In the case of the diagram above, Morphy continued with 8.Nc3, instead of taking the pawn on b7. But I'd like to show you why this game is so great, because it gives us a lot of ideas to think about.

Black just played 12...Rd8, to defend the Nd7. And obviously White sacrificed and played 13.Rxd7. Now this brings up the question: is 13.Rxd7 a real sacrifice??

The answer is an obvious: yes! But please notice the pieces I have highlighted: the Rh8, and the Bf8. After 12 moves, they are still buried like in a tomb, so we can say that White gave a rook for a defensive piece, which was really important. He removed a defender, because the goal of a chess game is to give checkmate, Black in reality is playing with two pieces less, the Bf8 and Rh8 that are totally useless. If we would put two bricks in their place, they would have the same value.

IM Sachdev teaching skills shows up when she asks us to pause the video, and find how the game ended. Again, my little secret is the following: I placed the position on my chessboard, and gave myself 10 minutes, like in a tournament game, to find the way to win from this position.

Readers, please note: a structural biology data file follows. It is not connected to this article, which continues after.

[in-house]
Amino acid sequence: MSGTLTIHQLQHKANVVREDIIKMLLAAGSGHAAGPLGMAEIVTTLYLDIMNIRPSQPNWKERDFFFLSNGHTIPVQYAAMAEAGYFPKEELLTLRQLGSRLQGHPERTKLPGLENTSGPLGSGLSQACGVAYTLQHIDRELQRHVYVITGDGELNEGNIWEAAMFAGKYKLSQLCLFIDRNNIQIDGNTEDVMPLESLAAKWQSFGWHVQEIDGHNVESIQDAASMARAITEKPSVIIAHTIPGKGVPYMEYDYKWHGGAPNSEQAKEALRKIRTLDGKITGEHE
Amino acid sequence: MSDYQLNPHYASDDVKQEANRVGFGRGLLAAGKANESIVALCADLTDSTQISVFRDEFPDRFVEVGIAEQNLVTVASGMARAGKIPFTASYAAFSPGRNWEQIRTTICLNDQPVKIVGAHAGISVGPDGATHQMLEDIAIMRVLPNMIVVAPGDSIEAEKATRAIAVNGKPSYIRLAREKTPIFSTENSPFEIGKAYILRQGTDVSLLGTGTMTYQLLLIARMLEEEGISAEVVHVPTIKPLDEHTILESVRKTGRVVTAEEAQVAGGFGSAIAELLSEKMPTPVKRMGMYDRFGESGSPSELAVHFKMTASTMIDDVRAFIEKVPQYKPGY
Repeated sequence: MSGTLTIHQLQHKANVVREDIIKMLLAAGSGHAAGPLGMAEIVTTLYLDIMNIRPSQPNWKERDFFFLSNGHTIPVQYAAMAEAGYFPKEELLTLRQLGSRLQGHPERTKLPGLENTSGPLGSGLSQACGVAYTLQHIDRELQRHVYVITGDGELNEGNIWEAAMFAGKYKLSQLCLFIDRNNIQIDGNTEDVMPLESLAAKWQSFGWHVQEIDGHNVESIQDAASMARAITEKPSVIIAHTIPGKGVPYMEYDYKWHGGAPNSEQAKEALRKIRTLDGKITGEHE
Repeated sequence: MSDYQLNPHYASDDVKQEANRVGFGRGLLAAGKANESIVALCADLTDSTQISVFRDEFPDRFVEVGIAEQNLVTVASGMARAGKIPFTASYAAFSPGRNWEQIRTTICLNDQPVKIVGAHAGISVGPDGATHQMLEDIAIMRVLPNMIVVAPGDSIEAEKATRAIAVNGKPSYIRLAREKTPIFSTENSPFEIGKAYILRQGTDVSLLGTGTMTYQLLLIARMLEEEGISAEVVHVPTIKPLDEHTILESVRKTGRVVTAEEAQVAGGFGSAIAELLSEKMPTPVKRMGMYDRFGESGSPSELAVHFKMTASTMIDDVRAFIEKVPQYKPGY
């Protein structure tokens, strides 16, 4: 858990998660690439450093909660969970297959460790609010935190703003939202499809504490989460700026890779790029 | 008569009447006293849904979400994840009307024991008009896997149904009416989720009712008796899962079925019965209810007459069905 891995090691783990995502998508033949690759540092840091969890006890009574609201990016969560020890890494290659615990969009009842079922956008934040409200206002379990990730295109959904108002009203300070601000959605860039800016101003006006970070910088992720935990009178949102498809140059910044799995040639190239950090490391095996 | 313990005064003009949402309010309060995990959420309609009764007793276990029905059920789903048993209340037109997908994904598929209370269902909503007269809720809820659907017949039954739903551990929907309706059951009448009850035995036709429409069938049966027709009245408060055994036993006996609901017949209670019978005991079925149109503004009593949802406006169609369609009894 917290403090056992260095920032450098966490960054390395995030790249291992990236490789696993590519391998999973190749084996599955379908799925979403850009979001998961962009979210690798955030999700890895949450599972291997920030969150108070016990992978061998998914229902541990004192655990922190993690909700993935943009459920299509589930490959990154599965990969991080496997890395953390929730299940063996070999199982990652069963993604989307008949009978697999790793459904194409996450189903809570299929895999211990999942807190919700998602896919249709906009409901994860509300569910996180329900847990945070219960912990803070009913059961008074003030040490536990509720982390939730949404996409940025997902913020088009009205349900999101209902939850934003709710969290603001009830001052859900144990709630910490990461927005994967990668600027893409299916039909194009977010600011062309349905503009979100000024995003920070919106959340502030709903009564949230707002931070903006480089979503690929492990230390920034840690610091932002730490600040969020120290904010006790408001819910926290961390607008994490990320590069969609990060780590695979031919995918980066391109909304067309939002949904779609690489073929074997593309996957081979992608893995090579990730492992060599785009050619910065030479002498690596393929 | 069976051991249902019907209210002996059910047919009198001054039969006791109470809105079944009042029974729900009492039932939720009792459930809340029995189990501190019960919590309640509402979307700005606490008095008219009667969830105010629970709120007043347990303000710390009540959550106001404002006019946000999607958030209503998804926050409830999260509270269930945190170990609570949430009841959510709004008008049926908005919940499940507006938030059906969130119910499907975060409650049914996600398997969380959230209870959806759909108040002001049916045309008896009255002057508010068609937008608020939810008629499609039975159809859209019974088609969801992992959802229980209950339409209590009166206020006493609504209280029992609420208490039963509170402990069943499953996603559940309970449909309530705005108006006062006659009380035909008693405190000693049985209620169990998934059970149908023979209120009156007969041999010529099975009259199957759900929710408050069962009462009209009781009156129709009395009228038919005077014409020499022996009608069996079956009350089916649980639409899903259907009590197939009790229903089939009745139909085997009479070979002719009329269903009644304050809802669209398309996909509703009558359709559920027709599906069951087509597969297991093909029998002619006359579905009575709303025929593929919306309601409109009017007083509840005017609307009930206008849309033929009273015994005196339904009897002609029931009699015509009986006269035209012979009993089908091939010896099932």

As reviewer, I have the duty to be honest, and try to be precise, within the limits of my chess knowledge, which of course is a work in progress!

IM Sachdev has presented some beautiful games, for which I'm quite grateful. However during the third video, in the game Nimzowitsch vs Tarrasch 1914, around 5 minutes and 40 seconds, she says: "this concept of double bishops sacrifice in h7-g7 or h2-g2, became quite a concept, and this is the game which started it all."

I disagree on this point, because there is a very famous game, printed in many books, like 500 Master Games of Chess or even in Chessbase DVDs, like Andrew Martin's "Enter 1.f4 Bird's Opening!"

Enter 1.f4, Bird's Opening!

There seems very little room to create new opening ideas in 2010 and the creative competitor must work hard to find new approaches which help to win games. Enter 1.f4, Bird’s Opening! 1.f4 has hardly been given comprehensive coverage in the textbooks and on this new ChessBase DVD, International Master and Senior FIDE Trainer Andrew Martin examines this ‘last frontier’ of sound and original opening play.

They all commented this famous game, which I do have the pleasure to show you here. It has the double bishop sacrifice, in the same fashion of the game Nimzowitsch vs Tarrasch: